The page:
Not logged in
Log in now
Create an account
Subscribe to LWN
LWN.net Weekly Edition for December 5, 2013
Deadline scheduling: coming soon?
LWN.net Weekly Edition for November 27, 2013
ACPI for ARM?
LWN.net Weekly Edition for November 21, 2013
> Indeed, it is strange to even have mirror sites in this day and age when we have Bittorrent.
Well, *some* of us live in North America, and are forced to use an ISP that throttles p2p
How to fix it
Posted Jul 14, 2008 19:32 UTC (Mon) by drag (subscriber, #31333)
Well.. encryption helps out with that.
Plus having legal uses for bittorrent is a good thing when it comes to complaining to your ISP
about it's behavior.
Posted Jul 14, 2008 20:24 UTC (Mon) by tetromino (subscriber, #33846)
Encryption on its own doesn't help. Comcast's throttler checks for anything that looks like a
torrent user, even if all the packets are encrypted. The only thing I've found that really
works is SOCKS5-over-ssh to a server outside Comcast's network. I'm guessing their algorithm
says that "a user who opens an encrypted connection to only one other machine is OK".
Posted Jul 15, 2008 18:51 UTC (Tue) by drag (subscriber, #31333)
I know it sounds stupid, but are you sure that they are throttling bittorrent?
I seen that Comcast had a investigation on them and all that, but for most cases I think that
it's because of bad bandwidth management on the part of end users is what is causing most
For example.. At my house I use Cox Cable for Internet. For a long long time I was able to run
bittorrent quite well, but after some changes they made I started running into big issues with
losing packets and huge increases in latency of my network connection. I was only able to get
a third or a forth of the speed of the downloads that I used to get, and this was after a
'network upgrade'. And upload speeds were very poor since other peers were getting
At first blush it seemed very obvious that this was due to some sort of throttling or network
performance shaping on the part of Cox. But in fact it wasn't.
The deal is, if I understand it correctly, is that Bittorrent is a TCP oriented network
protocol. That is when you send a packet or at least initiate a data transfer you have to have
'ack' packets acknowledge the connection. TCP is connection-oriented protocol.
Home-style network connections are hugely asymmetrical. The download speed vastly outperforms
the upload speeds.
So Bittorrent does upload and download simultanously. As these ISPs increase their download
speeds dramatically they do little to increase their upload speeds.
So with BT the upload becomes a huge bottleneck since even if you rarely saturate the download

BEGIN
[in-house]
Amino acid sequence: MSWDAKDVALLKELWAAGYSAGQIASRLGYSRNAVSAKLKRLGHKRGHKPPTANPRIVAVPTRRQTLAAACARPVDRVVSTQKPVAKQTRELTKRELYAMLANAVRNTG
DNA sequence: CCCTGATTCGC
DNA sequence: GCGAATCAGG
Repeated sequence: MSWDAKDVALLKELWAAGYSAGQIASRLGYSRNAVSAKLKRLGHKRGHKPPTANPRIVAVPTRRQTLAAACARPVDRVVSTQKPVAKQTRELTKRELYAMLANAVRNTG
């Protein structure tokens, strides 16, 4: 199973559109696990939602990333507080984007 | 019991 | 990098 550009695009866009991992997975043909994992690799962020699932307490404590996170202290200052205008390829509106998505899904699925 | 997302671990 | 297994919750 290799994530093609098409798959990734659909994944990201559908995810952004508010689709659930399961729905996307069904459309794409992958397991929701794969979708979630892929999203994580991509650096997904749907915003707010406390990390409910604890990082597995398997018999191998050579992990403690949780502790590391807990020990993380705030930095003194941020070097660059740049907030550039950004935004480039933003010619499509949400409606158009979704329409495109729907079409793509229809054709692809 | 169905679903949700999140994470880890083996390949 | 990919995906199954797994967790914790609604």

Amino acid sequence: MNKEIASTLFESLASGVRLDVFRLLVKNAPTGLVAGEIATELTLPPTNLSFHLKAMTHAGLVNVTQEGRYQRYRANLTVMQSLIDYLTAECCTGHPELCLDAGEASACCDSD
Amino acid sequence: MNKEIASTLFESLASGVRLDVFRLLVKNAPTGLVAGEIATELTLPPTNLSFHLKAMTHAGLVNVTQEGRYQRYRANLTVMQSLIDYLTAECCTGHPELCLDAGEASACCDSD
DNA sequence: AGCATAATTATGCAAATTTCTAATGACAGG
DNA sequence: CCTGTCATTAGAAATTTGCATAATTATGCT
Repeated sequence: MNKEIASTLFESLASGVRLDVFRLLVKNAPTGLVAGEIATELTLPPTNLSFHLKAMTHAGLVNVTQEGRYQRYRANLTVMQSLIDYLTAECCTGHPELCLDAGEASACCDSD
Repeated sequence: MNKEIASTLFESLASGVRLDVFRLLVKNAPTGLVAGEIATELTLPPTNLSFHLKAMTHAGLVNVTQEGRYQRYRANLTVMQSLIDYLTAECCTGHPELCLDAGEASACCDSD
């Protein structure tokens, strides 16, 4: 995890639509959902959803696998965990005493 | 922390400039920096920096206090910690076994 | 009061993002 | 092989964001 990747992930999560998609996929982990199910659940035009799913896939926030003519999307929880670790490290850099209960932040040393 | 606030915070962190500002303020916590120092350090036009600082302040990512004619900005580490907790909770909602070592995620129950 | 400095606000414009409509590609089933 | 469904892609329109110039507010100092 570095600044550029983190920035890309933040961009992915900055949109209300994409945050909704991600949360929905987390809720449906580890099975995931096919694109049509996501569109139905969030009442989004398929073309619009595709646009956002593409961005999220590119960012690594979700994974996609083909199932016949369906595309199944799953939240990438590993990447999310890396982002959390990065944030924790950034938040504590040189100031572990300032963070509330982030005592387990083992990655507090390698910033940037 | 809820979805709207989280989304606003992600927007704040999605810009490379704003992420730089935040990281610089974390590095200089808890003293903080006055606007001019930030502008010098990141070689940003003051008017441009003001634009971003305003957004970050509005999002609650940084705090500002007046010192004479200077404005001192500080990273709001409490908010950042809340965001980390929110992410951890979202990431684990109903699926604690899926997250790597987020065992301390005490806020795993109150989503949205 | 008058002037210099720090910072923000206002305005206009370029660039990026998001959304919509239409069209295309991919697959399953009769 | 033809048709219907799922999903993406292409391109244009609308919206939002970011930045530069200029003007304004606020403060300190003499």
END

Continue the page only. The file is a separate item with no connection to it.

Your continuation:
it's very very likely that you saturate the upload.
And what happens then is you end up having this huge queue of uploaded packets. Among those
packets being stuck in router limbo are those TCP ack packets, and they don't make it back up
to their destination in time you start having disconnects and all sorts of nasty network
I found that the controls offered by bittorrent clients were very inadequate. This is due to
the fact that there are probably multiple BT clients running at the same time as well as other
So the solution is to have quality assurance rules on your home's router. You can't control
what is being sent to you, but you can have control over the priority of packets leaving your
network. So you have to throttle the ports your using for bittorrent _yourself_ and then give
very high priority to ack packets. Usually your going to have to limit your BT traffic to
80-90% of maximum network bandwidth to get the best performance.
There is a 'wondershaper' set of scripts that can do this, but I found that a modified setup
of that designed for Shoreline firewall/router is the best.
Now my bittorrent downloads are at least 4-5 times as fast as they used to be and I have no
network latency problems.
So I figure if your experiencing not only slow BT downloads, but huge increases in ping
latency and some limited packet loss then it's not your ISP's fault (except for the
excessively asymmetrical nature of their network). It's your's and your router needs to be
configured to do quality assurance.
Of course if your ISP is actually doing throttling then none of this will help you. Hopefully
you can find another company to go through.
Posted Jul 16, 2008 14:29 UTC (Wed) by epa (subscriber, #39769)
Makes you wonder why Bittorrent isn't built on top of UDP?
(Indeed, HTTP GET requests might as well have been be UDP instead of TCP... but that is a
discussion for another day.)
Copyright © 2013, Eklektix, Inc.
Comments and public postings are copyrighted by their creators.
Linux is a registered trademark of Linus Torvalds